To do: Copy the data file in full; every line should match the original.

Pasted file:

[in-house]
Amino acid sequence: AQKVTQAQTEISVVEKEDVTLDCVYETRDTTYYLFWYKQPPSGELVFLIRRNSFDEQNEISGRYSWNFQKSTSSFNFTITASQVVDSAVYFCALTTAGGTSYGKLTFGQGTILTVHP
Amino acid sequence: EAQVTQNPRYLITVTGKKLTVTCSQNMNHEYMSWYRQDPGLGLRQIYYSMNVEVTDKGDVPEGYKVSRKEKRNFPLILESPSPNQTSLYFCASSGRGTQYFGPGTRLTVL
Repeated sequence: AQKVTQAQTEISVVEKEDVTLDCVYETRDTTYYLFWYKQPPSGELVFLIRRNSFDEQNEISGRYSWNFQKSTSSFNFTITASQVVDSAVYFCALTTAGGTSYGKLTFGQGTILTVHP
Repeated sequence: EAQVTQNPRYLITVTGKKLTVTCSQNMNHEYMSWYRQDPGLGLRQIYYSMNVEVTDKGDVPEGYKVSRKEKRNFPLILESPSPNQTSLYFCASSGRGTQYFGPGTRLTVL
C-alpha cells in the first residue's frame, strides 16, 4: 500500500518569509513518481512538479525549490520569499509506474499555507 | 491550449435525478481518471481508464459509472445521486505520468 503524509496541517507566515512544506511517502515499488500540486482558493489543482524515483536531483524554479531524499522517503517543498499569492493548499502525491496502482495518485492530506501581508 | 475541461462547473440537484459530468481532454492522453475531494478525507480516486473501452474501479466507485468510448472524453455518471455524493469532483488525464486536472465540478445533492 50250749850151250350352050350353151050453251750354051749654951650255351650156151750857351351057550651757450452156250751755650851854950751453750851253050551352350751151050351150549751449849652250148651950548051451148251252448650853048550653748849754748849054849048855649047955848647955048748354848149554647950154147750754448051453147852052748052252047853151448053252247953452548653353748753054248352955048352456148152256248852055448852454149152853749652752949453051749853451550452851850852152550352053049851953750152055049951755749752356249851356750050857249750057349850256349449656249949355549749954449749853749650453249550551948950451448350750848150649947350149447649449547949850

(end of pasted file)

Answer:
[in-house]
Amino acid sequence: AQKVTQAQTEISVVEKEDVTLDCVYETRDTTYYLFWYKQPPSGELVFLIRRNSFDEQNEISGRYSWNFQKSTSSFNFTITASQVVDSAVYFCALTTAGGTSYGKLTFGQGTILTVHP
Amino acid sequence: EAQVTQNPRYLITVTGKKLTVTCSQNMNHEYMSWYRQDPGLGLRQIYYSMNVEVTDKGDVPEGYKVSRKEKRNFPLILESPSPNQTSLYFCASSGRGTQYFGPGTRLTVL
Repeated sequence: AQKVTQAQTEISVVEKEDVTLDCVYETRDTTYYLFWYKQPPSGELVFLIRRNSFDEQNEISGRYSWNFQKSTSSFNFTITASQVVDSAVYFCALTTAGGTSYGKLTFGQGTILTVHP
Repeated sequence: EAQVTQNPRYLITVTGKKLTVTCSQNMNHEYMSWYRQDPGLGLRQIYYSMNVEVTDKGDVPEGYKVSRKEKRNFPLILESPSPNQTSLYFCASSGRGTQYFGPGTRLTVL
C-alpha cells in the first residue's frame, strides 16, 4: 500500500518569509513518481512538479525549490520569499509506474499555507 | 491550449435525478481518471481508464459509472445521486505520468 503524509496541517507566515512544506511517502515499488500540486482558493489543482524515483536531483524554479531524499522517503517543498499569492493548499502525491496502482495518485492530506501581508 | 475541461462547473440537484459530468481532454492522453475531494478525507480516486473501452474501479466507485468510448472524453455518471455524493469532483488525464486536472465540478445533492 50250749850151250350352050350353151050453251750354051749654951650255351650156151750857351351057550651757450452156250751755650851854950751453750851253050551352350751151050351150549751449849652250148651950548051451148251252448650853048550653748849754748849054849048855649047955848647955048748354848149554647950154147750754448051453147852052748052252047853151448053252247953452548653353748753054248352955048352456148152256248852055448852454149152853749652752949453051749853451550452851850852152550352053049851953750152055049951755749752356249851356750050857249750057349850256349449656249949355549749954449749853749650453249550551948950451448350750848150649947350149447649449547949850